• Less than 8/31/2009 of solute per 100 g water Zumdahl Chapter 4 10 5 Predicting Dissolution and Precipitation Reactions CHEM1310 McKelvy Lecture 8/31/2009 Zumdahl Chapter 4 11 Ionic Equations and Net Ionic Equations
BaCl2(aq) + K2SO4(aq) → BaSO4(s) + 2 KCl(aq)
Ba2+(aq) + 2 Cl−(aq) + 2 K+(aq) + SO42−(aq) →
BaSO (s) + 2 K+(aq) + 2 Cl−(aq)
4 Ba2+(aq) + 2 Cl−(aq) + 2 K+(aq) + SO42−(aq) →
Spectator ions BaSO4(s) + 2 K+(aq) + 2 Cl−(aq)
(aq) Net ionic equation 8/31/2009 Zumdahl Chapter 4 12 6 8/31/2009 Zumdahl Chapter 4 13 Write a net ionic equation to represent the formation of the
precipitate observed when aqueous solutions of CaCl2 and
NaF are mixed. Identify the spectator ions in this process. CaCl2(aq) ≈ Ca2+(aq) + 2 Cl−(aq)
aq) NaF(aq) ≈ Na+(aq) + F−(aq)
aq) CaCl2(aq) + NaF(aq) →
Ca2+(aq) + 2 Cl−(aq) + Na+(aq) + F−(aq) →
aq) Spectator ions CaF2(s) + Na+(aq) + 2 Cl−(aq)
aq) Net ionic equation
8/31/2009 Zumdahl Chapter 4 14 7 Acids and Bases and Their Reactions (more in Chapter 12)
1. Arrhenius Acids and Bases
• Acids are H+ donors
• Bases are OH− donors
2. Arrhenius-Broadened Definition
Arrhenius• Acids increase H+ concentration
• Bases increase OH− concentration
3. Brønsted-Lowry Acids and Bases
Brø nsted• Acids donate H+
• Bases accept H+
8/31/2009 Zumdahl Chapter 4 Arrhenius
Nobel Prize 15 The Person Behind the Science Svante Arrhenius (1859-1927)
– Specialized in the conductivities of electrolytes.
Postulated that in forming a solution, a salt
dissociates into charged particles.
– Formulated the concept of activation energy. The
Arrhenius equation gives the quantitative basis of
the relationship between the activation energy and
the rate at which a reaction proceeds (Chapter 17).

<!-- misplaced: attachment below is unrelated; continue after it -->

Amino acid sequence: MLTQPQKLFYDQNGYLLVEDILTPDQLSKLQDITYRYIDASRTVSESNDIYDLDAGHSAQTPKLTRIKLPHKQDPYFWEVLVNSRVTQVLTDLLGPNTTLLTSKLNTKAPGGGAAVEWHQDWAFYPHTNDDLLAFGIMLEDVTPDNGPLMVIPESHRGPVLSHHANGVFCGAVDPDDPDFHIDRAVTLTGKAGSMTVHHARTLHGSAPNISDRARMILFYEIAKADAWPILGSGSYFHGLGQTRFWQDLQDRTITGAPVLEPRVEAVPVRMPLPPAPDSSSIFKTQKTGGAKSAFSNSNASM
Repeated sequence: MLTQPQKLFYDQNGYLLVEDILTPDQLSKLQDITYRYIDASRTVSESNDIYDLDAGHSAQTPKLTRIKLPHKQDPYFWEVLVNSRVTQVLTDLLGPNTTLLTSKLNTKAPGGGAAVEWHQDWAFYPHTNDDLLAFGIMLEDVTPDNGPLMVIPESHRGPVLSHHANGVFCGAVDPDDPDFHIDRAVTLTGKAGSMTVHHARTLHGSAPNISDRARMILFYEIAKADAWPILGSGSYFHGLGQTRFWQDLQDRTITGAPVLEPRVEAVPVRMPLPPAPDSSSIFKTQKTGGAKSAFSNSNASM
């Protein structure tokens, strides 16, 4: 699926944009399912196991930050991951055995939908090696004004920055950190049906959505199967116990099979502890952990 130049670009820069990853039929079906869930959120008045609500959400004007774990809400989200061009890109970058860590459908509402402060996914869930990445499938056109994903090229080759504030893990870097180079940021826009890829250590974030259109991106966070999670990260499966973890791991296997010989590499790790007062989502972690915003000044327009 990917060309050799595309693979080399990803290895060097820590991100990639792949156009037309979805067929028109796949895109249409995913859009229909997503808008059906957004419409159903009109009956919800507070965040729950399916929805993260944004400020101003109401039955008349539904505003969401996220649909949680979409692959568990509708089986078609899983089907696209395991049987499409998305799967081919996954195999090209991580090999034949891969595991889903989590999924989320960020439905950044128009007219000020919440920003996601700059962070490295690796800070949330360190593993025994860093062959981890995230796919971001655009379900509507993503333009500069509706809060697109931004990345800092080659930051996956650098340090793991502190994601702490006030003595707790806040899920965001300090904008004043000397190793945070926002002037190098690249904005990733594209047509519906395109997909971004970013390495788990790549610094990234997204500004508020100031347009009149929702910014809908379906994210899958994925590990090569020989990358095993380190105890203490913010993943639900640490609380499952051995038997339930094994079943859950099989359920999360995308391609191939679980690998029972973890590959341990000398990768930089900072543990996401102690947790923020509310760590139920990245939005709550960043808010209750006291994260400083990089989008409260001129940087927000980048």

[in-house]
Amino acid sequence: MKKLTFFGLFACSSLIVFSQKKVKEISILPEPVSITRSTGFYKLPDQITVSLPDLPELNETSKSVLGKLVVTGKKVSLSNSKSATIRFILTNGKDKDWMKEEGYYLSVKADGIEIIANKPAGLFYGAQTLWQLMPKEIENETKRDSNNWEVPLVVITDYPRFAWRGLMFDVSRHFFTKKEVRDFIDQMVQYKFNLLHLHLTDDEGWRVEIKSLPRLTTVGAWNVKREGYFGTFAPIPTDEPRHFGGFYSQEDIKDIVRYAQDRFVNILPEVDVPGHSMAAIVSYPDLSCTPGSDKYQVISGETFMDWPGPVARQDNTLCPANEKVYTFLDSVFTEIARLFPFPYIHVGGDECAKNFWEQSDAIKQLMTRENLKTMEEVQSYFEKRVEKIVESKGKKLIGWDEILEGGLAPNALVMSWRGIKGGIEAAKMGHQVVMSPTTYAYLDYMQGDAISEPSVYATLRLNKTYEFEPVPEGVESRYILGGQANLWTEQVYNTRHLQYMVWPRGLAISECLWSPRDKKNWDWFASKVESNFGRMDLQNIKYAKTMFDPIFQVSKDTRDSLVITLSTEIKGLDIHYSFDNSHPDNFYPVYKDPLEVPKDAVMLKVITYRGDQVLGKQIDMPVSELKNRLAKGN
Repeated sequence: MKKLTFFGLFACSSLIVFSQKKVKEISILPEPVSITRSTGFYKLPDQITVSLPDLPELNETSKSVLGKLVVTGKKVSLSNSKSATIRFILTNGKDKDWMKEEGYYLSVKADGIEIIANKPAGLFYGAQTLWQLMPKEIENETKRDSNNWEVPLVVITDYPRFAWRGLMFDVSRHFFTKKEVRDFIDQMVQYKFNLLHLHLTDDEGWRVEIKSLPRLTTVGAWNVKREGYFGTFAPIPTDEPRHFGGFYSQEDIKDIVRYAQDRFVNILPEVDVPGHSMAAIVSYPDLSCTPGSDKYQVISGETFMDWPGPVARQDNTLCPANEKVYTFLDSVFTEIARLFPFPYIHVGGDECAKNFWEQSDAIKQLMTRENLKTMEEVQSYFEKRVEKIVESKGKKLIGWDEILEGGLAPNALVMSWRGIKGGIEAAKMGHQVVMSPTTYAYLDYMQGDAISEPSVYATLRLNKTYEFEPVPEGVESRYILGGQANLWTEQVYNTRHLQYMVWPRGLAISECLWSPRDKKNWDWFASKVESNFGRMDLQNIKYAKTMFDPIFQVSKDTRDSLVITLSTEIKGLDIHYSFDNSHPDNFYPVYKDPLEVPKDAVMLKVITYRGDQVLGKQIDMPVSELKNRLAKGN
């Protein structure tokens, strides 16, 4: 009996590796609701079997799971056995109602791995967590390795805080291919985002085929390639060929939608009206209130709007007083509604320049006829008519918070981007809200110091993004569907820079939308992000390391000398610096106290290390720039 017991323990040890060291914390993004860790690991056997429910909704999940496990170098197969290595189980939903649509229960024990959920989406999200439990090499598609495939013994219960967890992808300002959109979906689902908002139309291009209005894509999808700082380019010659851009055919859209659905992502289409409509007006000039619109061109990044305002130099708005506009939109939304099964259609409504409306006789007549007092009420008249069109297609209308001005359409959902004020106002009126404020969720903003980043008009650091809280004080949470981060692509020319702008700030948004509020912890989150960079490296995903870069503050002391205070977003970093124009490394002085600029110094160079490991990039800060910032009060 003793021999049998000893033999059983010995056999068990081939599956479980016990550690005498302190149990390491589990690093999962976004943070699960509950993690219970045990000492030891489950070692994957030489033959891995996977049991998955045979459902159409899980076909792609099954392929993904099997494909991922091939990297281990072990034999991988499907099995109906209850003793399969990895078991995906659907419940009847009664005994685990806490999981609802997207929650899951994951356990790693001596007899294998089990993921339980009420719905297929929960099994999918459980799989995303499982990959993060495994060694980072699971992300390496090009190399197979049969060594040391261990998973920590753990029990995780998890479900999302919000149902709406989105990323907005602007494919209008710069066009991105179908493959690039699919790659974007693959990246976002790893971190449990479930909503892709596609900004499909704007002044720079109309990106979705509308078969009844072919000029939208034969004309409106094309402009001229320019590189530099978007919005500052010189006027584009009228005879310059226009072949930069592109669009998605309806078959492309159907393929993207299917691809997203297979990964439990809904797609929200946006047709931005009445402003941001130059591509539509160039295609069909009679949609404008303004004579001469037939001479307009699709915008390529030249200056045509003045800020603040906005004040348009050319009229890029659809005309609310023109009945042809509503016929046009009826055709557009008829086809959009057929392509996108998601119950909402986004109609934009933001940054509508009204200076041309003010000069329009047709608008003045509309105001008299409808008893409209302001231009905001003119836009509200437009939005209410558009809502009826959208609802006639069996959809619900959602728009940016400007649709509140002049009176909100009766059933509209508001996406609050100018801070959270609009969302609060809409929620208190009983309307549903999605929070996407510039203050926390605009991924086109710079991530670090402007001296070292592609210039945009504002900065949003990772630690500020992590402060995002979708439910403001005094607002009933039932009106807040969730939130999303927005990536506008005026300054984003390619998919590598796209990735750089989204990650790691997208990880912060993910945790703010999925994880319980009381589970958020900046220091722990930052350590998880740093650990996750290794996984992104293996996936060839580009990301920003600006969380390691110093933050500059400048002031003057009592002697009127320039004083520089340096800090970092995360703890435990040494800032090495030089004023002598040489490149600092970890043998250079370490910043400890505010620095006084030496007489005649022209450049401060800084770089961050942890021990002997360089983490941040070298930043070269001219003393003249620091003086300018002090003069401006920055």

– In 1884 Arrhenius proposed definitions for acids
and bases. Acids produce hydrogen ions in solution
and bases produce hydroxide ions in solution.
Moments in a Life
– Awarded 1903 Nobel Prize in chemistry
– The lunar crater Arrhenius is named after him
8/31/2009 Zumdahl Chapter 4 16 8 Acid/Base Neutralization Reactions H+(aq) + Cl−(aq) + Na+(aq) + OH−(aq) →
H2O(l) + Na+(aq) + Cl−(aq)
aq) (net ionic equation) Neutralization Concept (at the equivalence point)
= 8/31/2009 Zumdahl Chapter 4 17 Titration of an Acid with a Base
Standard Solution 8/31/2009 Indicator Equivalence point
Stoichiometric point Zumdahl Chapter 4 18 9 Strong Acids and Bases
Strong acids and bases are strong electrolytes which
dissociate essentially completely in water.
Example: n HCl(g) → n H+(aq) + n Cl−(aq)
7 Common Strong acids: Hydrochloric acid
Perchloric acid Chloric acid Hydrobromic acid Sulfuric acid Hydroiodic acid Nitric acid Example: n NaOH(s) → n Na+(aq) + n OH−(aq)
hydroxide salts are strong bases
8/31/2009 Zumdahl Chapter 4 19 Hydrofluoric acid (HF) Many Weak Acids
Oxalic acid (H2C2O4) Acetic acid (CH3COOH) Formic acid (HCOOH) Phosphoric acid (H3PO4) CH3COOH(aq) → CH3COO−(aq) + H+(aq) (dissociation of acetic acid)
CH3COOH(aq) + NaOH(aq) → NaCH3COO(aq) + H2O(l) (overall equation) CH3COOH(aq) + Na+(aq) + OH−(aq) →
Na+(aq) + CH3COO−(aq) + H2O(l)
O(l (ionic equation) (net ionic equation)
8/31/2009 Zumdahl Chapter 4 20 10 Compute the molarity of a solution of sodium hydroxide if 25.64 mL of
solution must be added to a solution containing 0.5333 g of KHC8H4O4
(potassium hydrogen phthalate) to reach the equivalence point . nKHP =
= 2.611 x 10-3 mol KHP
nNaOH = (at the equivalence point)
point) [NaOH] =
Concept = 0.1018 mol L-1
nbase = nacid
nNaOH = nKHP 8/31/2009 (at the equivalence point)
point) Zumdahl Chapter 4 21 Oxidation − Reduction Reactions
Redox: an extensive and important class of reactions that is
characterized by the transfer of electrons.
2 Mg(s) + O2(g) → 2 MgO(s)
2x 2e2e ↑gain
= 1 x 2 x 2e- Magnesium is
: it gives up electrons as the charge
on its atoms increases from zero to +2.
: it gains electrons as the charge on its
atoms decreases from zero to -2 (i.e., becomes more negative).
8/31/2009 Zumdahl Chapter 4 22 11 8/31/2009 Zumdahl Chapter 4 23 Oxidation Numbers (also called oxidation states) are determined
for the atoms in covalently bonded compounds by applying the